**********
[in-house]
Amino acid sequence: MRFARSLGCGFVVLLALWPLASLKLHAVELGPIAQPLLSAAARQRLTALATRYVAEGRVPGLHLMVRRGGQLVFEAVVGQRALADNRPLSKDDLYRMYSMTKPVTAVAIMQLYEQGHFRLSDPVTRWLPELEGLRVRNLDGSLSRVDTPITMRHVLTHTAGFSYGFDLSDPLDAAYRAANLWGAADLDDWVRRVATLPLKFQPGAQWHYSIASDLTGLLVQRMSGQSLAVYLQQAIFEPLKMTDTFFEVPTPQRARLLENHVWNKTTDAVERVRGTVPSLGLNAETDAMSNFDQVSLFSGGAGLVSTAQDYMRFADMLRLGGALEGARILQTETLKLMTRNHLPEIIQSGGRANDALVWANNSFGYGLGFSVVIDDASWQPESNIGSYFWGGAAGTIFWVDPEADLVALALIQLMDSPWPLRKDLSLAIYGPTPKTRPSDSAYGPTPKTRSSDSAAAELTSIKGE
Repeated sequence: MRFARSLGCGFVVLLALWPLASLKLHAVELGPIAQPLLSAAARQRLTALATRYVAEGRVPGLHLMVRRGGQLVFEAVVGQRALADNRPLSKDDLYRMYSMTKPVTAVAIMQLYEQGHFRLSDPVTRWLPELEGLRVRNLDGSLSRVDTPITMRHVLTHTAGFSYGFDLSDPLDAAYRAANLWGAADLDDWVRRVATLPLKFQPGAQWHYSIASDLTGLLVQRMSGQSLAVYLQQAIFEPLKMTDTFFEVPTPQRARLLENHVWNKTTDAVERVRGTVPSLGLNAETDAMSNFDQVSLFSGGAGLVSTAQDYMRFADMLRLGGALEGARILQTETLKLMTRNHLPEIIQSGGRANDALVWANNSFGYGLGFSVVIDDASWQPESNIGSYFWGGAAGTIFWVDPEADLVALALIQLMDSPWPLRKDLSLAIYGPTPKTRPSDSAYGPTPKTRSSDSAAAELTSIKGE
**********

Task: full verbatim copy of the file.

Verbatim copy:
[in-house]
Amino acid sequence: MRFARSLGCGFVVLLALWPLASLKLHAVELGPIAQPLLSAAARQRLTALATRYVAEGRVPGLHLMVRRGGQLVFEAVVGQRALADNRPLSKDDLYRMYSMTKPVTAVAIMQLYEQGHFRLSDPVTRWLPELEGLRVRNLDGSLSRVDTPITMRHVLTHTAGFSYGFDLSDPLDAAYRAANLWGAADLDDWVRRVATLPLKFQPGAQWHYSIASDLTGLLVQRMSGQSLAVYLQQAIFEPLKMTDTFFEVPTPQRARLLENHVWNKTTDAVERVRGTVPSLGLNAETDAMSNFDQVSLFSGGAGLVSTAQDYMRFADMLRLGGALEGARILQTETLKLMTRNHLPEIIQSGGRANDALVWANNSFGYGLGFSVVIDDASWQPESNIGSYFWGGAAGTIFWVDPEADLVALALIQLMDSPWPLRKDLSLAIYGPTPKTRPSDSAYGPTPKTRSSDSAAAELTSIKGE
Repeated sequence: MRFARSLGCGFVVLLALWPLASLKLHAVELGPIAQPLLSAAARQRLTALATRYVAEGRVPGLHLMVRRGGQLVFEAVVGQRALADNRPLSKDDLYRMYSMTKPVTAVAIMQLYEQGHFRLSDPVTRWLPELEGLRVRNLDGSLSRVDTPITMRHVLTHTAGFSYGFDLSDPLDAAYRAANLWGAADLDDWVRRVATLPLKFQPGAQWHYSIASDLTGLLVQRMSGQSLAVYLQQAIFEPLKMTDTFFEVPTPQRARLLENHVWNKTTDAVERVRGTVPSLGLNAETDAMSNFDQVSLFSGGAGLVSTAQDYMRFADMLRLGGALEGARILQTETLKLMTRNHLPEIIQSGGRANDALVWANNSFGYGLGFSVVIDDASWQPESNIGSYFWGGAAGTIFWVDPEADLVALALIQLMDSPWPLRKDLSLAIYGPTPKTRPSDSAYGPTPKTRSSDSAAAELTSIKGE